King George VI had been greatly moved by the fortitude and courage displayed by many civilians and by those engaged in bomb and mine disposal duties during the Blitz, and wanted these outstanding acts of bravery to be suitably recognised. Several awards already existed for which civilians were eligible and which could also be given to servicemen and women for acts of great heroism performed in circumstances other than battle. These awards included the Empire Gallantry Medal, the Albert Medals for Saving Life on Land and at Sea and the Edward Medals for Mines and Industry, but none matched the distinction of the Victoria Cross. The King, with his advisors, decided to create a new decoration which would be equivalent in status with the VC.
The Empire Gallantry Medal was abolished and surviving holders, together with those who had been awarded it posthumously since the outbreak of war, had their medals exchanged for the George Cross. Awards of the Albert and Edwards Medals continued, but by the early 1970's it was acknowledged that there was little public appreciation of their importance. No further awards were made, and in 1971 it was announced that surviving holders of these medals would have their awards translated to the George Cross.
Who designed the GC?
The George Cross was designed by Percy Metcalfe, CVO, RDI.
Who makes the GC?
The GC is made by the Royal Mint.
What is the GC made of?
The GC is made of silver.
What is the colour of the GC ribbon?
The colour of the ribbon is officially described as 'Garter' blue.
What is the inscription on the obverse of the GC?
How is the reverse inscribed?
The recipient's title, full name, rank and, where appropriate, unit, are inscribed on the reverse of the cross together with the date. The date inscribed on the GC is the date of the award and not the date, or dates, of the deed
Who is the most recent GC recipient?
The most recent recipient of the GC is Captain Peter Norton, The Royal Logistic Corps. The award of his George Cross for outstanding bravery during operations in Iraq in which took place between April and July 2005, was announced in the Supplement to The London Gazette of Thursday 23 March 2006. Trooper Christopher Finney, The Blues and Royals, was also awarded the George Cross, for bravery in saving a comrade during the Iraq War in March 2003. Trooper ( now Lance Corporal ) Finney's award was announced in the Supplement to The London Gazette of 30 October 2003.
Who was the youngest GC by direct award?
Mr John Bamford, 15 years and 7 months, Nottingham, 19 October 1952
By direct award:
- Lieutenant O M C Sansom (later Mrs Hallowes), MBE, Women's Transport Service (FANY) Special Operations Executive, October 1942-May 1945
- Ensign V R E Szabo, WTS (FANY) SOE, April 1944-February 1945
- Assistant Section Officer N Inayat-Khan, Women's Auxiliary Air Force/SOE, 16 June 1943-12 September 1944
- Miss B J Harrison, Air Stewardess, British Overseas Airway Corporation, Heathrow Airport, 8 April 1968
Awards translated from the Empire Gallantry Medal in 1940:
- Miss D L Thomas (EGM), Nursing Sister, Middlesex Hospital, London, 26 January 1934.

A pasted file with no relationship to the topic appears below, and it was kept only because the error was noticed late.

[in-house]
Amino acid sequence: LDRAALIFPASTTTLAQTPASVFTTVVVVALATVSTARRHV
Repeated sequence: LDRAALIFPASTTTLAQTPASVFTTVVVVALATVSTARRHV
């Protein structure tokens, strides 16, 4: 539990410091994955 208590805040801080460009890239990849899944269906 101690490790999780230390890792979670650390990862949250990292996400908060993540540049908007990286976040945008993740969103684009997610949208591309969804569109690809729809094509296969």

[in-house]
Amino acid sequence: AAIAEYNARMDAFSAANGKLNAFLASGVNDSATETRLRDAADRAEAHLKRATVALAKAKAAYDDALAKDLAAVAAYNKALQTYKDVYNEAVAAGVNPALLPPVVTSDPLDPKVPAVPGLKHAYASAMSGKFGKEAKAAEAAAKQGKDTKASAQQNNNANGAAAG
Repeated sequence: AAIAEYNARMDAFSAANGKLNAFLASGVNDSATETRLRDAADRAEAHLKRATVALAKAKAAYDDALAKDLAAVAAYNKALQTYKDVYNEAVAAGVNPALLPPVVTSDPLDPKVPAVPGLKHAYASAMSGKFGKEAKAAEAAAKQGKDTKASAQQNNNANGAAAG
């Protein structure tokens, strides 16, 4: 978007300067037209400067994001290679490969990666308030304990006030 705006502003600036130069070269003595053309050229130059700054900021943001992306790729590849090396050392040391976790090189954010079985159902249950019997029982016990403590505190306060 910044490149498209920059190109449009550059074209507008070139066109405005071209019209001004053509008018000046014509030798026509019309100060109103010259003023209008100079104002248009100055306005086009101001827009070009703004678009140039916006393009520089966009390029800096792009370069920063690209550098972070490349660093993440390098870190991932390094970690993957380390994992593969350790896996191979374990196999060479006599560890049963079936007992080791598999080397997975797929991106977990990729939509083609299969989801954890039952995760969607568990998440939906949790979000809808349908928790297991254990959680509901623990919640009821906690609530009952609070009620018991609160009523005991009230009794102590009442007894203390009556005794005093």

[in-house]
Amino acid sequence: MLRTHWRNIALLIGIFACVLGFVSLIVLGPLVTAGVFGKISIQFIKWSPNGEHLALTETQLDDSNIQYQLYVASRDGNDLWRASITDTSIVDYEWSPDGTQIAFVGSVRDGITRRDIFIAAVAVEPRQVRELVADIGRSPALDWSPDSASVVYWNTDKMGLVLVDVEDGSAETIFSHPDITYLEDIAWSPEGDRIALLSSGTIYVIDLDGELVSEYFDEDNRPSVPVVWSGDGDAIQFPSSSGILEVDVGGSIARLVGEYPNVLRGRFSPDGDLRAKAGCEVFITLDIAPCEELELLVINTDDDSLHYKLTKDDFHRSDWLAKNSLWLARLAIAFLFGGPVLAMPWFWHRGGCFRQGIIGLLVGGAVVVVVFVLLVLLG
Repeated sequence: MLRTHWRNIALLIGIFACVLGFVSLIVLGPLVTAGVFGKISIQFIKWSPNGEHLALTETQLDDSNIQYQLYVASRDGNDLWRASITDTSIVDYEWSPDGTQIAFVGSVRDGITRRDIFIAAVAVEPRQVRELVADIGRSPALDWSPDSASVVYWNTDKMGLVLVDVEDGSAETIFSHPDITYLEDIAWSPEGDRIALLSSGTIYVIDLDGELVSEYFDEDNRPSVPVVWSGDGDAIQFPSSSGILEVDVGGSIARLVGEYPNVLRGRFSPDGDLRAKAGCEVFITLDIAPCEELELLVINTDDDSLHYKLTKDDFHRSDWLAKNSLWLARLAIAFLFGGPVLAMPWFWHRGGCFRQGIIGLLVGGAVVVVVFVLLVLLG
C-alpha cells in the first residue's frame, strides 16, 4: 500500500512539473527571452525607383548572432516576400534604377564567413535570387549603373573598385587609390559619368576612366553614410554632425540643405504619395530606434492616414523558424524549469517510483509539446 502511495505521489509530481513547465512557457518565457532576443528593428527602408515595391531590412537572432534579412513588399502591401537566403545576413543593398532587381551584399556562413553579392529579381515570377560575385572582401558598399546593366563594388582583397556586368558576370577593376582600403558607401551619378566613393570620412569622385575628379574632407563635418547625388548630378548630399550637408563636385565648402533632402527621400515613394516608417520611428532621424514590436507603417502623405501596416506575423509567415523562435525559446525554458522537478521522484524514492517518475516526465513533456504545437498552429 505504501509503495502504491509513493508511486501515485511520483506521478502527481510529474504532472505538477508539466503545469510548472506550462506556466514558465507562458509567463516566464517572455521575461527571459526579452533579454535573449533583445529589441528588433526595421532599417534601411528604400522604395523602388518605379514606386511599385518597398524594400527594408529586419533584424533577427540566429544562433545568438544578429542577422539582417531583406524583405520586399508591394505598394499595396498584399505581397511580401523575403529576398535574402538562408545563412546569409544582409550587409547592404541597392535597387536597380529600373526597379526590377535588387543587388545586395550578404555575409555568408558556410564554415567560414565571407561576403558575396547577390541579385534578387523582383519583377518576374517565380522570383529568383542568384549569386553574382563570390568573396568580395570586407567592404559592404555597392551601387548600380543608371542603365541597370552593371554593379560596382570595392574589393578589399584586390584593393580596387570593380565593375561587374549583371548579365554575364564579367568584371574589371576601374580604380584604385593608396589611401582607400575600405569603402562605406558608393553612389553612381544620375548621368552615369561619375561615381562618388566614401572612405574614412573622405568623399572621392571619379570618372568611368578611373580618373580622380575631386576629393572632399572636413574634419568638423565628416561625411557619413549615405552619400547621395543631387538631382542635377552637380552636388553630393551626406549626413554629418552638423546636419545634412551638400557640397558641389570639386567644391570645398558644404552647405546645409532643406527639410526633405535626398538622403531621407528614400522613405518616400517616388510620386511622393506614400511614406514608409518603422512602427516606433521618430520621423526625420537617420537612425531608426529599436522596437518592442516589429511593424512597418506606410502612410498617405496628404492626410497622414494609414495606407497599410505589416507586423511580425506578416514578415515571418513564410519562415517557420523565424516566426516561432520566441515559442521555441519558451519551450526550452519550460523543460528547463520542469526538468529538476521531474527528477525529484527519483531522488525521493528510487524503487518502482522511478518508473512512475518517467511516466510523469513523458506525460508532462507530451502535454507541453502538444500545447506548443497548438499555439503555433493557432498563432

- The Begum of Hydrabad (EGM), Hydrabad, 14 June 1935.
- Corporal (later Section Officer) J D M Pearson, (EGM) WAAF, Detling, Kent 31 May 1940.
Awards translated from the Albert Medal in 1971:
- Miss H E Wolsey (AM), Nurse, Hanwell, London, 11 June 1910
- Miss D Ashburnham (AM), Schoolgirl, Vancouver Island, Canada, 23 September 1916
- Miss F A Allen (AM), Nurse, Quetta, India 31 May 1935
- Miss M Purves (AM), (later Mrs Vaughan), Schoolgirl, Sully Island, Glamorgan, 28 May 1949
How many GCs have been awarded?
The total number of awards to date is 400
How many GC's have been awarded since 1946?
Since 1946 there have been 46 direct awards of the GC, 30 of them posthumously, eight awards of the AM and eleven awards of the EM. The latter awards were translated to the GC on 21 October 1971
How many civilians have been awarded the GC?
Of the 156 direct awards of the GC, 51 have gone to civilians
Have brothers ever been awarded the GC?
There is one instance of the EM (translated into the GC) being awarded to brothers:
Have members of the same family ever been awarded both the GC and the VC?
There is one instance of the GC and VC being awarded to brothers:
Major H P Seagrim, DSO MBE, 19 Hyderabad Regiment and SOE, was awarded a posthumous GC behind the Japanese lines in Burma, 2 September 1944
Lieutenant Colonel D A Seagrim, 7 Bn, The Green Howards was awarded a posthumous VC in North Africa, 20/21 March 1943
Is there an annuity paid to recipients of the GC?
There was no provision for the payment of any annuity contained in the original Warrant. However, from 4 February 1965 living holders of the GC were granted a tax-free annuity of £100. The figure remained at £100 until 15 August 1995 when it was raised to £1300.
The Imperial War Museum has a very fine collection of Victoria Crosses and George Crosses. The new permanent gallery devoted to displaying these medals was opened in May 1997. In addition to all the VCs and GCs in the Museum's collections, the display includes much interesting personal material belonging to the Museum relating to several recipients of these two awards whose medals are held in other collections.